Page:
c07a80fd
PP
1445=head2 The INCLUDE: Keyword
1446
1447This keyword can be used to pull other files into the XS module. The other
1448files may have XS code. INCLUDE: can also be used to run a command to
1449generate the XS code to be pulled into the module.
1450
1451The file F<Rpcb1.xsh> contains our C<rpcb_gettime()> function:
1452
1453 bool_t
1454 rpcb_gettime(host,timep)
1455 char *host
1456 time_t &timep
beb31b0b 1457 OUTPUT:
c07a80fd
PP
1458 timep
1459
1460The XS module can use INCLUDE: to pull that file into it.
1461
1462 INCLUDE: Rpcb1.xsh
1463
1464If the parameters to the INCLUDE: keyword are followed by a pipe (C<|>) then
4db98c67
SM
1465the compiler will interpret the parameters as a command. This feature is
1466mildly deprecated in favour of the C<INCLUDE_COMMAND:> directive, as documented
1467below.
c07a80fd
PP
1468
1469 INCLUDE: cat Rpcb1.xsh |
1470
4db98c67
SM
1471Do not use this to run perl: C<INCLUDE: perl |> will run the perl that
1472happens to be the first in your path and not necessarily the same perl that is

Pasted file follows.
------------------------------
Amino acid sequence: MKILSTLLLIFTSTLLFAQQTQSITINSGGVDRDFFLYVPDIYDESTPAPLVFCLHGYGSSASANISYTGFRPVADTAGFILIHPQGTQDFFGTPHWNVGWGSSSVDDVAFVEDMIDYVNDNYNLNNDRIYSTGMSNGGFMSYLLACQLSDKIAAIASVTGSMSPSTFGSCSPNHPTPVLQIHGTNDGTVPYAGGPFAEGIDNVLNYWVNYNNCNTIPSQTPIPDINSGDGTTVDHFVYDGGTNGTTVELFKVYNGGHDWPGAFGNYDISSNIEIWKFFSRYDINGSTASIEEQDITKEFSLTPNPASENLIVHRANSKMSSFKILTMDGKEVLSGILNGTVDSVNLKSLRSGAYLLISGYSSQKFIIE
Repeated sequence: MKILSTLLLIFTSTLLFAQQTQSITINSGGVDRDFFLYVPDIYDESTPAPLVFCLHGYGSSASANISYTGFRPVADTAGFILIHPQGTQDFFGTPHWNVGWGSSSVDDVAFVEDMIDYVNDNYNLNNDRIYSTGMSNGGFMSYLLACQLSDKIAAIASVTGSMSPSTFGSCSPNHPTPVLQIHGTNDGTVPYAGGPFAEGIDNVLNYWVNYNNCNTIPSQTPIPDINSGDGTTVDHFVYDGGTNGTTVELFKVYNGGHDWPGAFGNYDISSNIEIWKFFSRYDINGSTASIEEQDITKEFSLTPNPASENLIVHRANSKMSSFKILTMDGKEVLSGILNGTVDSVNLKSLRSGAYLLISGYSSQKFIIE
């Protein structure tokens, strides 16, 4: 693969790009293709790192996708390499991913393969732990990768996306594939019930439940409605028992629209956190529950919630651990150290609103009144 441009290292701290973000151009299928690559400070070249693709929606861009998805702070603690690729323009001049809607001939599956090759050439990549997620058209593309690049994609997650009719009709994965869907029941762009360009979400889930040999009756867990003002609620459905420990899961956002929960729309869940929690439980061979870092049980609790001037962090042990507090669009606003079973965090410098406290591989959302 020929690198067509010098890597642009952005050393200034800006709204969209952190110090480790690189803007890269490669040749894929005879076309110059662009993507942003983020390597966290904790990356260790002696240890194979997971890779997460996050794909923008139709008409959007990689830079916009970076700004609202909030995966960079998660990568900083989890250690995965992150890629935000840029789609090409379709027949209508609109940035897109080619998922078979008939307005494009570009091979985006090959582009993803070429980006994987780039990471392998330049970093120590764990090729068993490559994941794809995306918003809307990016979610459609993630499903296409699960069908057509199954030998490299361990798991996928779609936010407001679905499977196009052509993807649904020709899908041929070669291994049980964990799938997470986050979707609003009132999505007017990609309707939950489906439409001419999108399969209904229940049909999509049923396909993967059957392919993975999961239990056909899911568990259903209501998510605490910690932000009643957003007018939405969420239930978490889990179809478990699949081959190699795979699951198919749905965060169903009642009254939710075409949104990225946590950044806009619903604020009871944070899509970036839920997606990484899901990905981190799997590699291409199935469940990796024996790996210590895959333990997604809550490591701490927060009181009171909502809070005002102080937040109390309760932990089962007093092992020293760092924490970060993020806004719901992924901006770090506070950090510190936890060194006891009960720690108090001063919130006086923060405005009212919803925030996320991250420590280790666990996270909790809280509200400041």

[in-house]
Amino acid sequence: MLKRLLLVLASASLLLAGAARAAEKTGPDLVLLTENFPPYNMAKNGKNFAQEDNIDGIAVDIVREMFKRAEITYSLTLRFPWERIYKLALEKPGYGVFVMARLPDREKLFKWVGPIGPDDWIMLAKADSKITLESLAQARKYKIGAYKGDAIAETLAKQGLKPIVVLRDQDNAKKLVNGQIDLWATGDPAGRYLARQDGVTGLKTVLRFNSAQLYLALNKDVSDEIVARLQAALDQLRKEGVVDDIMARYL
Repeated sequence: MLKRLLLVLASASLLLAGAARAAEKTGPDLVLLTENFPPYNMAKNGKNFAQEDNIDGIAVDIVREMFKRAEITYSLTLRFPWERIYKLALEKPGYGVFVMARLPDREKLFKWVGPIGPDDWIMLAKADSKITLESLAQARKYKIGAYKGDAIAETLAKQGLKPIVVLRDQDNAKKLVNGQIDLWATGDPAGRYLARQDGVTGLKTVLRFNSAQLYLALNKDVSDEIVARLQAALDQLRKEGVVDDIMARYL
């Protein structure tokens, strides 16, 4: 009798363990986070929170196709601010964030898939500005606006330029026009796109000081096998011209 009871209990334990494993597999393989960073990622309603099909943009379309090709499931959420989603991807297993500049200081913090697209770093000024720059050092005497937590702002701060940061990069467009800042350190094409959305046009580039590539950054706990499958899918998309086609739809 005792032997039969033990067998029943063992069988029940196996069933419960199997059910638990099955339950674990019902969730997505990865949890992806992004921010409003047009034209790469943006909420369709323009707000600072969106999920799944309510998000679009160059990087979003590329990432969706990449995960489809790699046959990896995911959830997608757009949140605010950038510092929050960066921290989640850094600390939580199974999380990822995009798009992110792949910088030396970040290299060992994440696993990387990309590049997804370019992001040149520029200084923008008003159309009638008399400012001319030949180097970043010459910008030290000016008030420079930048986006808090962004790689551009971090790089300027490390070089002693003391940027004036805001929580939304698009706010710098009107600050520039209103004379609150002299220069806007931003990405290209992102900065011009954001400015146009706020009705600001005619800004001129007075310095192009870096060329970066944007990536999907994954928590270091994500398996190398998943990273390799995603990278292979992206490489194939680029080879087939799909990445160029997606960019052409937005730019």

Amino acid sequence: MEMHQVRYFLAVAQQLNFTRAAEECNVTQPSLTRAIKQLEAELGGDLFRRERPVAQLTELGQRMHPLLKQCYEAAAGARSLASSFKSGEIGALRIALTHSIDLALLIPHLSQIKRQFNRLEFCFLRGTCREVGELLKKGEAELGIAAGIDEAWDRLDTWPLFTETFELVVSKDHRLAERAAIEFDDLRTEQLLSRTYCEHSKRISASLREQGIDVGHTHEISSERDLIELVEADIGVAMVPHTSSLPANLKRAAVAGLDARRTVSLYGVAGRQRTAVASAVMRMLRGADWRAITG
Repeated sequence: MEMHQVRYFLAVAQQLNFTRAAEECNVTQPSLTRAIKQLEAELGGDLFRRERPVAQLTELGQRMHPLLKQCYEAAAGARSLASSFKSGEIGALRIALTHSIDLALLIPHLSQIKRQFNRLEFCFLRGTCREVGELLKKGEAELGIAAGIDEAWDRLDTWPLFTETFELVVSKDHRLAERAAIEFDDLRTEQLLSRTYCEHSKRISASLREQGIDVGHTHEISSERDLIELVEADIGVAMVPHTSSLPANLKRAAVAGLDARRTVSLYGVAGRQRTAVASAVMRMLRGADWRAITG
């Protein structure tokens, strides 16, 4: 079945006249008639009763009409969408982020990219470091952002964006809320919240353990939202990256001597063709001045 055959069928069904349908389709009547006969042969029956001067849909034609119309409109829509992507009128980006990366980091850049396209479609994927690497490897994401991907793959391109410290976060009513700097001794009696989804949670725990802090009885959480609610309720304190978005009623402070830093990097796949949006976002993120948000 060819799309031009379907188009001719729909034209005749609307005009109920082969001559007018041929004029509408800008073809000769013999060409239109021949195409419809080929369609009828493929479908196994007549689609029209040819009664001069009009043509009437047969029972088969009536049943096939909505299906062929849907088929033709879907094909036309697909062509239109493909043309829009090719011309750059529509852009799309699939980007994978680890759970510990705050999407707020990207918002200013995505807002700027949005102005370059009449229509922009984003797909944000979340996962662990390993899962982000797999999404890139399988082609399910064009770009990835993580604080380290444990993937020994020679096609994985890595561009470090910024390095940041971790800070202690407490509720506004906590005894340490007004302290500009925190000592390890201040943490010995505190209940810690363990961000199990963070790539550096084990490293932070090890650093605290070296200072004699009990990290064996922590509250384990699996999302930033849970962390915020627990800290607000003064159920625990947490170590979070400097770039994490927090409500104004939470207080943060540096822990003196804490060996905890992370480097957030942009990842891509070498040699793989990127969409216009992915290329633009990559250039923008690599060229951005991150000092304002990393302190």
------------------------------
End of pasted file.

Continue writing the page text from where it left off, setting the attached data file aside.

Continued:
1473used to run C<xsubpp>. See L<"The INCLUDE_COMMAND: Keyword">.
1474
1475=head2 The INCLUDE_COMMAND: Keyword
1476
1477Runs the supplied command and includes its output into the current XS
1478document. C<INCLUDE_COMMAND> assigns special meaning to the C<$^X> token
1479in that it runs the same perl interpreter that is running C<xsubpp>:
1480
1481 INCLUDE_COMMAND: cat Rpcb1.xsh
1482
1483 INCLUDE_COMMAND: $^X -e ...
1484
c07a80fd
PP
1485=head2 The CASE: Keyword
1486
1487The CASE: keyword allows an XSUB to have multiple distinct parts with each
1488part acting as a virtual XSUB. CASE: is greedy and if it is used then all
1489other XS keywords must be contained within a CASE:. This means nothing may
1490precede the first CASE: in the XSUB and anything following the last CASE: is
1491included in that case.
1492
1493A CASE: might switch via a parameter of the XSUB, via the C<ix> ALIAS:
1494variable (see L<"The ALIAS: Keyword">), or maybe via the C<items> variable
1495(see L<"Variable-length Parameter Lists">). The last CASE: becomes the
1496B<default> case if it is not associated with a conditional. The following
1497example shows CASE switched via C<ix> with a function C<rpcb_gettime()>